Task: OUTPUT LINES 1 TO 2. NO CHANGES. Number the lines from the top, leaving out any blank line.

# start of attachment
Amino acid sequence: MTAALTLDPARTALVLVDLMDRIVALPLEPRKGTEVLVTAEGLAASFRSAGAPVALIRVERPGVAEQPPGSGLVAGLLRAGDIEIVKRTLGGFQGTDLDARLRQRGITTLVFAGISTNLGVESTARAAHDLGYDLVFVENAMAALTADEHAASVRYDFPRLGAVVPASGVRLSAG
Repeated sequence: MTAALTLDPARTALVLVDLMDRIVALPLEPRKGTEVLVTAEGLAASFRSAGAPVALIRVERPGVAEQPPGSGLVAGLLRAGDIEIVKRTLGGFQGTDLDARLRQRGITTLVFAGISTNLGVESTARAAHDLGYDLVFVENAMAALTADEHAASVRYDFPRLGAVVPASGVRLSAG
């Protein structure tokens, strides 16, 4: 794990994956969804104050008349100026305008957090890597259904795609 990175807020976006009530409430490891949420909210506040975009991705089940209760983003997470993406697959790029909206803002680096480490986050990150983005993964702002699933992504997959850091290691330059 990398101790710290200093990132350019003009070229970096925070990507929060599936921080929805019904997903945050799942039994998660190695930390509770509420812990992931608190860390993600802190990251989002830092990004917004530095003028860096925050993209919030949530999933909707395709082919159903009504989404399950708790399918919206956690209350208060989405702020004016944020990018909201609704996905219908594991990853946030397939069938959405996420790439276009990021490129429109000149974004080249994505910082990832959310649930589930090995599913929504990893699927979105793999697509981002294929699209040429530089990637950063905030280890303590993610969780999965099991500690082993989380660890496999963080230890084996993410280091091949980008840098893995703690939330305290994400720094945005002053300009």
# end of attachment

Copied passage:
Amino acid sequence: MTAALTLDPARTALVLVDLMDRIVALPLEPRKGTEVLVTAEGLAASFRSAGAPVALIRVERPGVAEQPPGSGLVAGLLRAGDIEIVKRTLGGFQGTDLDARLRQRGITTLVFAGISTNLGVESTARAAHDLGYDLVFVENAMAALTADEHAASVRYDFPRLGAVVPASGVRLSAG
Repeated sequence: MTAALTLDPARTALVLVDLMDRIVALPLEPRKGTEVLVTAEGLAASFRSAGAPVALIRVERPGVAEQPPGSGLVAGLLRAGDIEIVKRTLGGFQGTDLDARLRQRGITTLVFAGISTNLGVESTARAAHDLGYDLVFVENAMAALTADEHAASVRYDFPRLGAVVPASGVRLSAG